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Science Summaries
Radiation Detection

Victoreen
Model CD V-700 Geiger Counter
Model 6B Schematic Diagram
(This page is not intended
for small screens.)

by Vaughn Aubuchon

Here is a photo of the Civil Defense Victoreen CD V-700 Geiger Counter that I purchased on eBay. This device detects gamma and beta radiation.

The top of the Model CD V-700, Model 6B, is shown for identification purposes. The schematic is a JPEG, so you can download it, and print it out.

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100

140


1. Nuclear Radiation Detection Summary
- for general information
2.
Geiger Counters Summary
- for descriptions and pricing
3.
Geiger Counter Data Compared
- for sensitivity comparisons
4. Ludlum Radiation Product Summary
- detection devices and probes
5. Victoreen CDV-700 6B Detector Summary
- True Geiger Counter
     1.
CD V-700 Photograph

     2.
CD V-700 Schematic

     3.
CD V-700 PC Board Photo

     4.
CD V-700 Ion Chamber Survey Meter Evolution

6. Victoreen CDV-715 1A Detector Summary
- Ion chamber detector
7. Victoreen CD V-750 5B Dosimeter Charger
- Charges CD dosimeters
8. Uranium Ore Summary - common types of radioactive ore



Victoreen CDV-700 6B Scales
Victoreen CDV-700 6B Serial Number

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Victoreen CDV-700 6A Schematic

This is the 6A schematic that was in the bottom of the unit. It is incorrect. These units have been banging around for over 40 years. Many bottoms have been switched around, due to battery corrosion in the lower case. My Geiger Counter is a 6B, and the schematic on the bottom is a 6A. When I was tracing the circuit, this drove me nuts, until I figured out what had happened. The annoying schematics do not give the Model #. This is a horrendous oversight in the documentation world. But then, the manufacturer never figured that the bottoms from 4 other types of radiation detectors would be switched around like crazy, over a 45 year period.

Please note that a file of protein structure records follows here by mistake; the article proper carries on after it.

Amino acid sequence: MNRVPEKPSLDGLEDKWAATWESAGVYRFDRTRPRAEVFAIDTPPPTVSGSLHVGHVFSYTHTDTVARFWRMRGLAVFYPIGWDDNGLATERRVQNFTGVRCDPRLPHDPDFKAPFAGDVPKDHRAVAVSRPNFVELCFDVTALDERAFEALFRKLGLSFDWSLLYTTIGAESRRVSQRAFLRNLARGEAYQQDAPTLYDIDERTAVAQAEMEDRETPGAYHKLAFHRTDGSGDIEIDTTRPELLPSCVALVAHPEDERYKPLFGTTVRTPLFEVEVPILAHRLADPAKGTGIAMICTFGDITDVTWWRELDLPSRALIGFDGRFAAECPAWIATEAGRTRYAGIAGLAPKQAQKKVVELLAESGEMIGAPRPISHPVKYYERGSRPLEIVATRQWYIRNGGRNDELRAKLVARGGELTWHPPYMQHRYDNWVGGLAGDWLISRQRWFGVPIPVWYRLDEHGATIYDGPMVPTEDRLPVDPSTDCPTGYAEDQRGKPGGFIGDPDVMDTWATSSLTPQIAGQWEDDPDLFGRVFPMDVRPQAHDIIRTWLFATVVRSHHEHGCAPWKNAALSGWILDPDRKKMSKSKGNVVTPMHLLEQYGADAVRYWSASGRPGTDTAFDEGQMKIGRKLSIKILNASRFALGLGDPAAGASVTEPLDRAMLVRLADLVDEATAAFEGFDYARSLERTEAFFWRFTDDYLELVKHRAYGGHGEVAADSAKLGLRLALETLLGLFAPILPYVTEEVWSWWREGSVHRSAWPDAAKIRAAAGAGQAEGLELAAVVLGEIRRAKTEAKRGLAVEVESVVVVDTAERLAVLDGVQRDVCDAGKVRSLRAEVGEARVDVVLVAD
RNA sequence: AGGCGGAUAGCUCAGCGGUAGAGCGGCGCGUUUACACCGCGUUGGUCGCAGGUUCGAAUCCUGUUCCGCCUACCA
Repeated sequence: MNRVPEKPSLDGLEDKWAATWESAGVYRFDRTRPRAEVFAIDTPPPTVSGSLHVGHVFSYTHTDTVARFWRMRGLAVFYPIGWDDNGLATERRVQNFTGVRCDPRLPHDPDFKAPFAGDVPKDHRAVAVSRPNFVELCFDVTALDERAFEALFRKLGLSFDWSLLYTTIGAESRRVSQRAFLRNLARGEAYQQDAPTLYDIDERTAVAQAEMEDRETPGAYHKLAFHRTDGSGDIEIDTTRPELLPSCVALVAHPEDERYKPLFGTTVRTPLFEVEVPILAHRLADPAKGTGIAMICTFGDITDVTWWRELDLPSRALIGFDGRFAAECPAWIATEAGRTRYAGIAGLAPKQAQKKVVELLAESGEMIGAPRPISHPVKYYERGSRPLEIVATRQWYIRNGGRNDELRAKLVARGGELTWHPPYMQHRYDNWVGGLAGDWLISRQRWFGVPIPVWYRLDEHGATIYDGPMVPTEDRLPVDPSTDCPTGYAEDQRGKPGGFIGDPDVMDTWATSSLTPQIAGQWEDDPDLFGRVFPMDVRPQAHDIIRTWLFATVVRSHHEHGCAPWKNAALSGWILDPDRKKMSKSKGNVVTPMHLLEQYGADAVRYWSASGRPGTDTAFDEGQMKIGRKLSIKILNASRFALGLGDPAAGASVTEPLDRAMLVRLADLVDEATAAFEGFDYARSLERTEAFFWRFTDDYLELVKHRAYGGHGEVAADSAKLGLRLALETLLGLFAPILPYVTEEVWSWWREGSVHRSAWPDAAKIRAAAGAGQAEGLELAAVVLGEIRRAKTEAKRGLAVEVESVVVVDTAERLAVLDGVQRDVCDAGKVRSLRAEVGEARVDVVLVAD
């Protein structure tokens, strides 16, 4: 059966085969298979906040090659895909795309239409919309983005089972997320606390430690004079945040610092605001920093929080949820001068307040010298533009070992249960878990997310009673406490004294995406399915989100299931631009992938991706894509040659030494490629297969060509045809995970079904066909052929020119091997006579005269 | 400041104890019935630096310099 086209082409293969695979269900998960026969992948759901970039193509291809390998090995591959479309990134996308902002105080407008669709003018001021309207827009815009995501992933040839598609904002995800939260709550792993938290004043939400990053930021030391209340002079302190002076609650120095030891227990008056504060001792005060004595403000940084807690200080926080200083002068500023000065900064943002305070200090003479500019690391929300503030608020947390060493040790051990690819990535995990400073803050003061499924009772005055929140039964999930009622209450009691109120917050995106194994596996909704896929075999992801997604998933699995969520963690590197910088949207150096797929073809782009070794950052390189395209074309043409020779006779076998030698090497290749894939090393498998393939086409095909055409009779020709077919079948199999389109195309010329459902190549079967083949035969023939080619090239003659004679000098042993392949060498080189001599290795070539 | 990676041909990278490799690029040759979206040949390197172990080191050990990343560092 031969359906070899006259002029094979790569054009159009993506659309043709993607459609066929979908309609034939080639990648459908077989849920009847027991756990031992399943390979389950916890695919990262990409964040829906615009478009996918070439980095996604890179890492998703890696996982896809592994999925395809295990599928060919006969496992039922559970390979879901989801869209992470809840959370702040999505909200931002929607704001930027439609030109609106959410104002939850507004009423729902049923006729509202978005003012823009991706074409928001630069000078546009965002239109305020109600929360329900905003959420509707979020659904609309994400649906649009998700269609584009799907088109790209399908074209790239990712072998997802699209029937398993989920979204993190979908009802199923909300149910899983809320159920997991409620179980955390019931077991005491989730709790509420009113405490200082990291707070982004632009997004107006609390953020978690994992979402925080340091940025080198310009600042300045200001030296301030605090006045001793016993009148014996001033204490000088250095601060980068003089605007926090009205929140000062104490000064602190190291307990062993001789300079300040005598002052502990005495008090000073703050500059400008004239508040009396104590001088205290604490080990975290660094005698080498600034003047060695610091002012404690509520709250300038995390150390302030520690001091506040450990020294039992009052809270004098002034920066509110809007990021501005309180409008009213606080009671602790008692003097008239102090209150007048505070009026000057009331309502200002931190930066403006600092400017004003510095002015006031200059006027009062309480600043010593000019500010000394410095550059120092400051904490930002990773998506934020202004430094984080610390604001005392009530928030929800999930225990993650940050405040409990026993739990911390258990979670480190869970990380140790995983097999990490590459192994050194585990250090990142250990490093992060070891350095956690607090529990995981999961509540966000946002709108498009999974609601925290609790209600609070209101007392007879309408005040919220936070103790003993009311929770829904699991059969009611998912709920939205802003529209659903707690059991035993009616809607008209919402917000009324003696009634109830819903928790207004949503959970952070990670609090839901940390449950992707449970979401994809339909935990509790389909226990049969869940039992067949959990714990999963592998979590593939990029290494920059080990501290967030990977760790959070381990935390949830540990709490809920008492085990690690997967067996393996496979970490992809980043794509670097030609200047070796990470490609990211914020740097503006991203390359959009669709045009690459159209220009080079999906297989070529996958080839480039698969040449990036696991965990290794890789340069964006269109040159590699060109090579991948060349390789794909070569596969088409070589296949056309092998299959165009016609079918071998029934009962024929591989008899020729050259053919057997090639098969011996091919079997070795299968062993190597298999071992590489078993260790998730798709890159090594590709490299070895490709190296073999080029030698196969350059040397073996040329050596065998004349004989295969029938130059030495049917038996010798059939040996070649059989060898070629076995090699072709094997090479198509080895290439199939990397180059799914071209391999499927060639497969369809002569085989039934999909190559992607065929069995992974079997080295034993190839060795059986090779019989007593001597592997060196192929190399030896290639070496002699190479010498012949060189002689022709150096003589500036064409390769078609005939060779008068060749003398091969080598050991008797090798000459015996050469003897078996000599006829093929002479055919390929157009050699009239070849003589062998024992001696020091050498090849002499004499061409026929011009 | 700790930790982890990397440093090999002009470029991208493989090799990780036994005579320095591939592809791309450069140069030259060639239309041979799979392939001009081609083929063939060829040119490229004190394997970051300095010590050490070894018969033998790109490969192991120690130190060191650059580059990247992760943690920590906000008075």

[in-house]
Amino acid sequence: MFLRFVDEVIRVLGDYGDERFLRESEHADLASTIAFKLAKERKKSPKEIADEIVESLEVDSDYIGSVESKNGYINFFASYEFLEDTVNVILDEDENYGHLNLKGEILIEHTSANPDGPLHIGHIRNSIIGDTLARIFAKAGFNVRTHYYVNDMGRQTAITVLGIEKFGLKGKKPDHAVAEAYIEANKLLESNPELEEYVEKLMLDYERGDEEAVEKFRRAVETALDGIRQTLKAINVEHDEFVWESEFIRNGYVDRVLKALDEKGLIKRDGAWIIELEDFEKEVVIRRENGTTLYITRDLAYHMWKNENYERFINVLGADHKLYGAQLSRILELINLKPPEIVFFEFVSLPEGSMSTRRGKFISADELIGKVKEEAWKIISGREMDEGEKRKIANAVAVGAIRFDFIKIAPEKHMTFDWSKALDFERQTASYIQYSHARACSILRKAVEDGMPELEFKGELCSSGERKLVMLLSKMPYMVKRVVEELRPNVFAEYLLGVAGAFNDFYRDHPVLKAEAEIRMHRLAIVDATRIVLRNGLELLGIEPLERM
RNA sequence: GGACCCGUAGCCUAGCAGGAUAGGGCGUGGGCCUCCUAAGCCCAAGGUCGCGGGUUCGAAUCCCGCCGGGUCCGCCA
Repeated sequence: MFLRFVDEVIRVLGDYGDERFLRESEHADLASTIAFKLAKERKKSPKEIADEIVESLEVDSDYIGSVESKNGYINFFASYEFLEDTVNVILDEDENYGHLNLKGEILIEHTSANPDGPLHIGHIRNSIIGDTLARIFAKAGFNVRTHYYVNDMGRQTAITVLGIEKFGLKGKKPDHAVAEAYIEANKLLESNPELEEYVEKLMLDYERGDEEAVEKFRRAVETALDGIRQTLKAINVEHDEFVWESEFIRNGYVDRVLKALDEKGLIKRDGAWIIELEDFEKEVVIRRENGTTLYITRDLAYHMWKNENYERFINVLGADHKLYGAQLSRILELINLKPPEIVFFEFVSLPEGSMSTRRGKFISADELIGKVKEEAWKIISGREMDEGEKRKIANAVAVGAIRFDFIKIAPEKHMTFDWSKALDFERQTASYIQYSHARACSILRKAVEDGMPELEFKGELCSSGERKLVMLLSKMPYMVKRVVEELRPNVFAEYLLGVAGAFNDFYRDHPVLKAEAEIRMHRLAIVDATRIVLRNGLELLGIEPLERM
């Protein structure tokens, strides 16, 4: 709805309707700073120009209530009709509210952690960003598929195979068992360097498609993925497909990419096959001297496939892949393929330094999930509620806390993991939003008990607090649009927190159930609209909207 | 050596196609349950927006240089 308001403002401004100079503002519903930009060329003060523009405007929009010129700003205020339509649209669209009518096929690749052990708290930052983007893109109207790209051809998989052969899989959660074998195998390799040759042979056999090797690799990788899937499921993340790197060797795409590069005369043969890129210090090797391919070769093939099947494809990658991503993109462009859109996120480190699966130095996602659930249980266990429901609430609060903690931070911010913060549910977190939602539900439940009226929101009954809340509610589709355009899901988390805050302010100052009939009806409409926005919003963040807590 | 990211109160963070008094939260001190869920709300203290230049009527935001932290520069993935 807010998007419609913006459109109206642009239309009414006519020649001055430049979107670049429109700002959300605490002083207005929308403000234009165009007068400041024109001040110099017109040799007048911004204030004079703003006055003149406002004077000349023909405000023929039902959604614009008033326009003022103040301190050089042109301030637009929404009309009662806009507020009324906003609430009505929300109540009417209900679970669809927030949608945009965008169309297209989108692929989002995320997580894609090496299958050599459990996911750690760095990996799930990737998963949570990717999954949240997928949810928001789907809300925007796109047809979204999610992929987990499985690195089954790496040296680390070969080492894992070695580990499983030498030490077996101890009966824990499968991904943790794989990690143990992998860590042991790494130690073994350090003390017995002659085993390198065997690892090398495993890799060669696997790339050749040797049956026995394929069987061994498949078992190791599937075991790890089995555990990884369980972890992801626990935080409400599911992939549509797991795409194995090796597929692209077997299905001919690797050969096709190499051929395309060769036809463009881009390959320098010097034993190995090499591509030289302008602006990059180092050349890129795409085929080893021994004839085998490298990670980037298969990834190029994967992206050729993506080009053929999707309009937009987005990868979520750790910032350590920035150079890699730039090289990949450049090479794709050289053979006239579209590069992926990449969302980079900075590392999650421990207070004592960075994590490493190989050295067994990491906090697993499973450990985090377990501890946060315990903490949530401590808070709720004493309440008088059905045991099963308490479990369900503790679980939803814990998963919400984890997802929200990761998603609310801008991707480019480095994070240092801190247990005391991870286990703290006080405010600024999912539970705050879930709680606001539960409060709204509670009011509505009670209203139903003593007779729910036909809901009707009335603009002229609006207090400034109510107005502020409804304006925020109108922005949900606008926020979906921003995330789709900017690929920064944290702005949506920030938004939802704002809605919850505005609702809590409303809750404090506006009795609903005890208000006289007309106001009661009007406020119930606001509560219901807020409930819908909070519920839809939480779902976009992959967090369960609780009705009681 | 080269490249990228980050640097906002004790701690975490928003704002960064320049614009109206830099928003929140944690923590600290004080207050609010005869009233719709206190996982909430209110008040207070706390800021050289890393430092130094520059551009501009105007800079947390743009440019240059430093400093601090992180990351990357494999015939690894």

Victoreen CDV-700 6B Schematic
This 6B is the correct schematic for my unit.
Note the circuit changes from the Model 6A.


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Victoreen CDV-700 Model 6B PC Board

The unit was DOA. Step 1 was to pull the PC board, and start checking things. Rather than take the time to make a tedious drawing, I simply took a photo, so it is easy to re-solder the wires back afterwards.

I spent 10 years as an electronics technician, and 20 more as a semiconductor engineer. Many problems can be found simply by visual inspection, if you know what to look for, and this case was no exception. I measured the two diode junctions of the 2 transistors in the unit, and they looked fine. But close inspection revealed that the leads of the transistors were NOT SOLDERABLE when the unit was made. Four of the 6 transistor leads were tarnished beyond belief, WHEN INSTALLED, 44 years ago. The result was that over time, the lousy solder joints ceased being electrically connected. Not only can the tarnished leads be seen by inspection, but the solder did not form a proper fillet. The solder did not "wick-up" the leads, resulting in an extremely poor solder joint. Historically (1960's), some transistor leads were NEVER properly plated with an easily solderable alloy, and many were plated with nickel, which hates to be soldered.